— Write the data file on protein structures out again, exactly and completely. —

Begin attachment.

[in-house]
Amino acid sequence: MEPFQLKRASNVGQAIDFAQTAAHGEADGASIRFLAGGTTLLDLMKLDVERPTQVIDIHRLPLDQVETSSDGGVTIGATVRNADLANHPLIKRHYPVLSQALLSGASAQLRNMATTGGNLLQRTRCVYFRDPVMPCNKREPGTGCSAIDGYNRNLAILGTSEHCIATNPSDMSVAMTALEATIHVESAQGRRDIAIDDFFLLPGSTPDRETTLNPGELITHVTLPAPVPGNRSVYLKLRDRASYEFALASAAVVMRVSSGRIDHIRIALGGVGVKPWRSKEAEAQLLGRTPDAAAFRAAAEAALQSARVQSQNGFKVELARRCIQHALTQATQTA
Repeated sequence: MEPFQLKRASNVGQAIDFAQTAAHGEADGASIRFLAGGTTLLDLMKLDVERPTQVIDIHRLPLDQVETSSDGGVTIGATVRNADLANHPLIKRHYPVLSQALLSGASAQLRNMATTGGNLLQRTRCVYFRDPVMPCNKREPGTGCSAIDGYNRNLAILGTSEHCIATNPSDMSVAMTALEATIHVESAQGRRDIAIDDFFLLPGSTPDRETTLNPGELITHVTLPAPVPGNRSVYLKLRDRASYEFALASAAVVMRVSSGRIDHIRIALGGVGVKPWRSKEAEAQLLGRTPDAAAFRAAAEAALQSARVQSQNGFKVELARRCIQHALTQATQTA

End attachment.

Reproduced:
[in-house]
Amino acid sequence: MEPFQLKRASNVGQAIDFAQTAAHGEADGASIRFLAGGTTLLDLMKLDVERPTQVIDIHRLPLDQVETSSDGGVTIGATVRNADLANHPLIKRHYPVLSQALLSGASAQLRNMATTGGNLLQRTRCVYFRDPVMPCNKREPGTGCSAIDGYNRNLAILGTSEHCIATNPSDMSVAMTALEATIHVESAQGRRDIAIDDFFLLPGSTPDRETTLNPGELITHVTLPAPVPGNRSVYLKLRDRASYEFALASAAVVMRVSSGRIDHIRIALGGVGVKPWRSKEAEAQLLGRTPDAAAFRAAAEAALQSARVQSQNGFKVELARRCIQHALTQATQTA
Repeated sequence: MEPFQLKRASNVGQAIDFAQTAAHGEADGASIRFLAGGTTLLDLMKLDVERPTQVIDIHRLPLDQVETSSDGGVTIGATVRNADLANHPLIKRHYPVLSQALLSGASAQLRNMATTGGNLLQRTRCVYFRDPVMPCNKREPGTGCSAIDGYNRNLAILGTSEHCIATNPSDMSVAMTALEATIHVESAQGRRDIAIDDFFLLPGSTPDRETTLNPGELITHVTLPAPVPGNRSVYLKLRDRASYEFALASAAVVMRVSSGRIDHIRIALGGVGVKPWRSKEAEAQLLGRTPDAAAFRAAAEAALQSARVQSQNGFKVELARRCIQHALTQATQTA